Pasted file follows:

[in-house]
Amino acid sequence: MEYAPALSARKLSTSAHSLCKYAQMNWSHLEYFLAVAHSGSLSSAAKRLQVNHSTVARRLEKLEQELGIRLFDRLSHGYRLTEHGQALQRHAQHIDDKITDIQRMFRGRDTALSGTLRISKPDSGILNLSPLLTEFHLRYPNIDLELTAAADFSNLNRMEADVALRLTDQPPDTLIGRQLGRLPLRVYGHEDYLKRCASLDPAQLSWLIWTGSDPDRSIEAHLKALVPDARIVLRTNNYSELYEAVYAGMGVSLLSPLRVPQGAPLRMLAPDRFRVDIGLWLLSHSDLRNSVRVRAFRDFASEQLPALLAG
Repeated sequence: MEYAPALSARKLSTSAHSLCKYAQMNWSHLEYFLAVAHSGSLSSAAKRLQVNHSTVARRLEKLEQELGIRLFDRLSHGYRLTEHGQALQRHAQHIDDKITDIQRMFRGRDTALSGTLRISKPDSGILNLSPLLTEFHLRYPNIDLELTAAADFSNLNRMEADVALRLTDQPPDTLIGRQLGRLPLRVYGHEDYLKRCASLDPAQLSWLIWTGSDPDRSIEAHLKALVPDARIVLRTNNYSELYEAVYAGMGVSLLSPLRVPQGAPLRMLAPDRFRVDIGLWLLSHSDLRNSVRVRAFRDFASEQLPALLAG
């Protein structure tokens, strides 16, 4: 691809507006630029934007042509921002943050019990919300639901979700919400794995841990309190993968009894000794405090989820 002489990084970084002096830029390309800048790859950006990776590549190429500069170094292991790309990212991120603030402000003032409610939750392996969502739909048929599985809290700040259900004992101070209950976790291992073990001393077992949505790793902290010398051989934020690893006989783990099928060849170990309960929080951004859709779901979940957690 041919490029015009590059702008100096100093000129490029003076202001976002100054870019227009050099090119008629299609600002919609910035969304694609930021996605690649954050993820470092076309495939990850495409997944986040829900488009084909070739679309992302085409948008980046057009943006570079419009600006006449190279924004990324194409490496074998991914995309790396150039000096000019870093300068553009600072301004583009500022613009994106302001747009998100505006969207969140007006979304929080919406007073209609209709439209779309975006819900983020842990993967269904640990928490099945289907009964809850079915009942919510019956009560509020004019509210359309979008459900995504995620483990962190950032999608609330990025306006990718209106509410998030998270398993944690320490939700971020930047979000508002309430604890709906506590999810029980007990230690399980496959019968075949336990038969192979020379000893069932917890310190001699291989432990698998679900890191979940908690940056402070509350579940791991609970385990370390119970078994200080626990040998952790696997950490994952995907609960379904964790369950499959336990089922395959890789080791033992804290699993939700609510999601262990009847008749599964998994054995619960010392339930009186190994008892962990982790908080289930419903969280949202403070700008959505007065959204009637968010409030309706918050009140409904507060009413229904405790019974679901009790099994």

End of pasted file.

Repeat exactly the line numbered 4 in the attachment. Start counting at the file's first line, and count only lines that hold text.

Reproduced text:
């Protein structure tokens, strides 16, 4: 691809507006630029934007042509921002943050019990919300639901979700919400794995841990309190993968009894000794405090989820 002489990084970084002096830029390309800048790859950006990776590549190429500069170094292991790309990212991120603030402000003032409610939750392996969502739909048929599985809290700040259900004992101070209950976790291992073990001393077992949505790793902290010398051989934020690893006989783990099928060849170990309960929080951004859709779901979940957690 041919490029015009590059702008100096100093000129490029003076202001976002100054870019227009050099090119008629299609600002919609910035969304694609930021996605690649954050993820470092076309495939990850495409997944986040829900488009084909070739679309992302085409948008980046057009943006570079419009600006006449190279924004990324194409490496074998991914995309790396150039000096000019870093300068553009600072301004583009500022613009994106302001747009998100505006969207969140007006979304929080919406007073209609209709439209779309975006819900983020842990993967269904640990928490099945289907009964809850079915009942919510019956009560509020004019509210359309979008459900995504995620483990962190950032999608609330990025306006990718209106509410998030998270398993944690320490939700971020930047979000508002309430604890709906506590999810029980007990230690399980496959019968075949336990038969192979020379000893069932917890310190001699291989432990698998679900890191979940908690940056402070509350579940791991609970385990370390119970078994200080626990040998952790696997950490994952995907609960379904964790369950499959336990089922395959890789080791033992804290699993939700609510999601262990009847008749599964998994054995619960010392339930009186190994008892962990982790908080289930419903969280949202403070700008959505007065959204009637968010409030309706918050009140409904507060009413229904405790019974679901009790099994």